Spaniards handed the conservative Popular Party a historic landslide victory and the incumbent Socialist Party its worst defeat in history in this weekend's general elections, highlighting their overwhelming dissatisfaction with the status quo and a demand for new leadership that could help the country climb out of its worst economic crisis in decades.
Spain's political upheaval, largely expected, is the fifth in Europe in the past two years. Greece, Portugal, Ireland, and Italy have all seen governments overturned amid the eurozone's economic crisis. Prime Minister-elect Mariano Rajoy will take office by the end of the year with the goals of stabilizing the economy and improving Spain's standing in turbulent Europe.
The Popular Party will have an absolute majority in parliament, allowing its leader to steer Spain without having to negotiate with other parties. “The Spanish people have spoken loud and clear.They have decided to break with the old and embrace the change we proposed,” Mr. Rajoy said in his victory speech.
The Popular Party captured 186 of the 350 seats in the lower house, with almost 45 percent of the vote, while the incumbent Socialist Party took 110 seats with 29 percent of the vote. The results also favored minority parties.
Calling for national unity, Rajoy spoke with tempered optimism. “There will be no miracles. We haven’t promised them. … It’s not a secret that we will rule in the most delicate of junctures that Spain has faced in 30 years. I will have no other enemy other than unemployment, the deficit, excessive debt, economic stagnation, and everything else that keeping our country in these dire circumstances.”
Rajoy, who finally clinched victory after two failed attempts, has already hinted that Spaniards must brace for more austerity, despite the draconian measures already implemented by the Socialist Party.
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On the verge of bailout?
Amid this, Spain appears to be headed for its second recession in four years. More than 5 million of its 46 million people are jobless. A nearly decade-long economic miracle collapsed four years ago when a construction and real estate bubble burst, more than doubling the unemployment rate to almost 22 percent.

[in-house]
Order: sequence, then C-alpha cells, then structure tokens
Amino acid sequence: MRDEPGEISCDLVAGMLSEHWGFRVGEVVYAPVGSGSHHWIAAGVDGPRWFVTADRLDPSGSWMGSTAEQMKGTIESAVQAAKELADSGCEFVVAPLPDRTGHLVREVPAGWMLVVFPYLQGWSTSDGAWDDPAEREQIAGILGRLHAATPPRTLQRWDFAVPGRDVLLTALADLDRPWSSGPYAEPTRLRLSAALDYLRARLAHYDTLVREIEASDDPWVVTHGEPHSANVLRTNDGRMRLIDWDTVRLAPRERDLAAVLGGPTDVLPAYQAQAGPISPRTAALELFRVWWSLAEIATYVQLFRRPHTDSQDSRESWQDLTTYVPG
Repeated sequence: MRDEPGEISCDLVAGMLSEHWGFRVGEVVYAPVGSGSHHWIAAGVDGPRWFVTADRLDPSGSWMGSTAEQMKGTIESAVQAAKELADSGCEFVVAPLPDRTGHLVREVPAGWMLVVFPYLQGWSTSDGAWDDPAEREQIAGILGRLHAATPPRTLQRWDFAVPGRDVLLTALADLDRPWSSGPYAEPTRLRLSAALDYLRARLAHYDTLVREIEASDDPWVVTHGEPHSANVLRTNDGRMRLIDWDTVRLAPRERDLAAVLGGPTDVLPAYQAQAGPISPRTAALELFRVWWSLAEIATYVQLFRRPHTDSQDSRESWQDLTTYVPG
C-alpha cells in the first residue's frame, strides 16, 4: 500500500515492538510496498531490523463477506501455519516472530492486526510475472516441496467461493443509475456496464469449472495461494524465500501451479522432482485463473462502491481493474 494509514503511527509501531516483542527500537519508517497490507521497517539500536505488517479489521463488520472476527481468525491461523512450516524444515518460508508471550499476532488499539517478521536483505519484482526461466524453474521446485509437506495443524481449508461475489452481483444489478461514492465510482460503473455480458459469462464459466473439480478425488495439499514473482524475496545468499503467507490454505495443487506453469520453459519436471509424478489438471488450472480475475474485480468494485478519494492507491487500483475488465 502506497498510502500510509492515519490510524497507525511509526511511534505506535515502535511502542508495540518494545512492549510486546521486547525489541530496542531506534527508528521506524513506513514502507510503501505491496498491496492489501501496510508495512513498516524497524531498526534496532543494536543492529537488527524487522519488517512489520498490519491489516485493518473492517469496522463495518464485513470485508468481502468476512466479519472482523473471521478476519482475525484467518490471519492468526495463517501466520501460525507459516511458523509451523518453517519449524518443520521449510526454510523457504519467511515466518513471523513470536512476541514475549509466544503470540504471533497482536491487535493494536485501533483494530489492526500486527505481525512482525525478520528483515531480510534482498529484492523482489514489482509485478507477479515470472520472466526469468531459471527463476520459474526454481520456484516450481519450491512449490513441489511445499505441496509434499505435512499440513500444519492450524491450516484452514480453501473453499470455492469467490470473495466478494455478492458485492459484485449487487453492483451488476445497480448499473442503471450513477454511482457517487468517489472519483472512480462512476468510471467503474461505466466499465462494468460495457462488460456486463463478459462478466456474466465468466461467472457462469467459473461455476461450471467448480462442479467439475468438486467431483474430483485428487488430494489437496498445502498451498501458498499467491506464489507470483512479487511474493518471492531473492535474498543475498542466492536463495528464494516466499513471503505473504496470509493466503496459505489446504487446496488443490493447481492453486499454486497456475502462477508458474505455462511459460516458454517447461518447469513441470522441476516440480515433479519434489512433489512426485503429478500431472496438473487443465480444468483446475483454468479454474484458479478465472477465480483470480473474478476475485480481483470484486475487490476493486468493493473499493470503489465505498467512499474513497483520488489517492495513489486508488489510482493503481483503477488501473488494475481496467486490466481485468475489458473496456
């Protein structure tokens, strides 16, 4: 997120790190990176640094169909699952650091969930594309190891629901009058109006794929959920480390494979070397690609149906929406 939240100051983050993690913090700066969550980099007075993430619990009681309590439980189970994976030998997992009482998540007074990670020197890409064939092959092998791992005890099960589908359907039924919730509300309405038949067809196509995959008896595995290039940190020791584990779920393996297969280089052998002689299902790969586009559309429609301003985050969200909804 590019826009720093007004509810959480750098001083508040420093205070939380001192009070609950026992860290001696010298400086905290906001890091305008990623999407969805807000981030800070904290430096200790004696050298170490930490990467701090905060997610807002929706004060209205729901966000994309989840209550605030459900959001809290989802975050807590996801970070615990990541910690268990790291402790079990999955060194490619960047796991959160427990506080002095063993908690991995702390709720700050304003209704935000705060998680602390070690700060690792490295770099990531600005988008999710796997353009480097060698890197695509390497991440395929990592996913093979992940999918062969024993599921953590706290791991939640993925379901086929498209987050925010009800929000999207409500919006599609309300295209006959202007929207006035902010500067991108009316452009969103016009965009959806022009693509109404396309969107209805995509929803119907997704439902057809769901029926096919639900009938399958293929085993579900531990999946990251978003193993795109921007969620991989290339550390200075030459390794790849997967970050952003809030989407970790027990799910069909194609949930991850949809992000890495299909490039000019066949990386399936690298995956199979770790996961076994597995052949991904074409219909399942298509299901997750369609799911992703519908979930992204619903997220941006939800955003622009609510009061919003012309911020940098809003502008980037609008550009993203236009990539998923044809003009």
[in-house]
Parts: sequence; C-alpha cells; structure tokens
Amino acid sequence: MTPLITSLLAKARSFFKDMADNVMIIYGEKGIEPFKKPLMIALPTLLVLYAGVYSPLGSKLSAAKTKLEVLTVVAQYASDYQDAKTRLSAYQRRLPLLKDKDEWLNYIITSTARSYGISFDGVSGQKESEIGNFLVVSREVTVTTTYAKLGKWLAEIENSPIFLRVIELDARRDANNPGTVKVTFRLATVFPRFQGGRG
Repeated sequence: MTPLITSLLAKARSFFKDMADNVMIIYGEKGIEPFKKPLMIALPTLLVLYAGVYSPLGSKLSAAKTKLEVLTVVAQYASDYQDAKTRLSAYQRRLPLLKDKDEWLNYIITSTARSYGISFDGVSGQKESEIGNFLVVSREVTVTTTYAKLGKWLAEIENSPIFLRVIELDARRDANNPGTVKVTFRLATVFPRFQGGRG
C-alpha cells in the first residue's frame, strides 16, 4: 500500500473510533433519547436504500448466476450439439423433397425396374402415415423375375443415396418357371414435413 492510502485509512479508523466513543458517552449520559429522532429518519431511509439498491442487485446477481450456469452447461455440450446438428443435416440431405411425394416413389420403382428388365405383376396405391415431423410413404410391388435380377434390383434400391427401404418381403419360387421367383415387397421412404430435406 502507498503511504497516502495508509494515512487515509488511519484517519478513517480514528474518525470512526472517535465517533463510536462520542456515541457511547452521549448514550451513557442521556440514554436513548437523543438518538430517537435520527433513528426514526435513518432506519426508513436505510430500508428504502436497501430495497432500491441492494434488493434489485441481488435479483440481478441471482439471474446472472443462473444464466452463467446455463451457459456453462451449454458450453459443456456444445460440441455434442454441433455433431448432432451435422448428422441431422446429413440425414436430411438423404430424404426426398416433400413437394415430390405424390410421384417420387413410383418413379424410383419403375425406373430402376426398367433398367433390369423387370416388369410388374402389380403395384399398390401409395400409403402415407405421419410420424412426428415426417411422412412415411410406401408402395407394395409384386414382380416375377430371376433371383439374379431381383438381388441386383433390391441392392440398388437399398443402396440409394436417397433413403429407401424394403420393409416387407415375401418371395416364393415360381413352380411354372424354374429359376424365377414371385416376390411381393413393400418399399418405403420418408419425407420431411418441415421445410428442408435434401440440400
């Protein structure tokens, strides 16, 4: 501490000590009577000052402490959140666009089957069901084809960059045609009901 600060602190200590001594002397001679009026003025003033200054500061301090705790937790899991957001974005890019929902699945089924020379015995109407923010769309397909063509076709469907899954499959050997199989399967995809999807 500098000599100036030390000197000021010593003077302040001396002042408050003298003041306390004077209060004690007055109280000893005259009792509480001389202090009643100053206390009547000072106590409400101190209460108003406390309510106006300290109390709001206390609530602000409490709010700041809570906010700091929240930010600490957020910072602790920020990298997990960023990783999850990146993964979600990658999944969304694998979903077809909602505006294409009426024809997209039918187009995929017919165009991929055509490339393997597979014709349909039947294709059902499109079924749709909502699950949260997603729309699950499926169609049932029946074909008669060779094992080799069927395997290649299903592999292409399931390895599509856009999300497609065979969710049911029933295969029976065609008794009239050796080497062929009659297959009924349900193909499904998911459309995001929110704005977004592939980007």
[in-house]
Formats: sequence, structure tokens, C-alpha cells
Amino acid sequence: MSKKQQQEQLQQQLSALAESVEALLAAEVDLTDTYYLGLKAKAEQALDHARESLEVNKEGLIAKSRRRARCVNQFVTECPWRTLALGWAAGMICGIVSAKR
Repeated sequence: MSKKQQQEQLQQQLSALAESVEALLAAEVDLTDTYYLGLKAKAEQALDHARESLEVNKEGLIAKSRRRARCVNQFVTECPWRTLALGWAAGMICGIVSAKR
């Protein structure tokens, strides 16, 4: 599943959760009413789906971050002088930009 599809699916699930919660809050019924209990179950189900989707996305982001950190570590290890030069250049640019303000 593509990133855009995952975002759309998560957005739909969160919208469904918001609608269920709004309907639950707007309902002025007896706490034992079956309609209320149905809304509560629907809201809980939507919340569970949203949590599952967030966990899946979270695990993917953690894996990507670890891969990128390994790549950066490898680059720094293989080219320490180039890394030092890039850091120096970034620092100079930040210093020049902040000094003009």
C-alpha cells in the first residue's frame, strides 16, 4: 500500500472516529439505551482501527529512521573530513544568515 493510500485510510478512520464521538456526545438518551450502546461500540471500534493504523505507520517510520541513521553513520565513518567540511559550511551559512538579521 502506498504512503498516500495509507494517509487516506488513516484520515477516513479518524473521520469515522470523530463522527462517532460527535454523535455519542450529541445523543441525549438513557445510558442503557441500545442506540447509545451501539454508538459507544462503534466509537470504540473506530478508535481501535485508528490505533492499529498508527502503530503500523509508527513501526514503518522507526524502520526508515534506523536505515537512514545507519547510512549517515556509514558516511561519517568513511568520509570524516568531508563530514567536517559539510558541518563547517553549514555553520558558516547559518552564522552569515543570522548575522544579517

The European debt crisis has also dragged Spain to the verge of a bailout. The country’s cost of borrowing has soared to more than 7 percent, almost five points more than benchmark Germany, and an unsustainable rate for any European country.
“We will stop being a problem and once again be part of the solution,” Rajoy said. “Spain’s voice must again be respected in Brussels, in Frankfurt, and where our interests are at stake. We will be the most loyal, but also the most demanding” of the European Union.
How the parties fared
Voter turnout was just under 72 percent, two points less than in 2008, although it wasn’t as bad as feared. While roughly the same number of people voted for the Popular Party this election as in the past election, the Socialist Party shed more than 35 percent of the vote.
Regional parties from Catalonia and the Basque Country garnered more votes in their territories than national ones, meaning that the nationalist Popular Party will have to deal with more pressure to decentralize. Parties in the center and the more radical left also fared well.
Perhaps the biggest upset and future challenge for the Popular Party, aside from the economy, is the unprecedented voter support for a pro-independence coalition in the Basque Country, which includes the political wing of terrorist group ETA (or Euskadi Ta Askatasuna).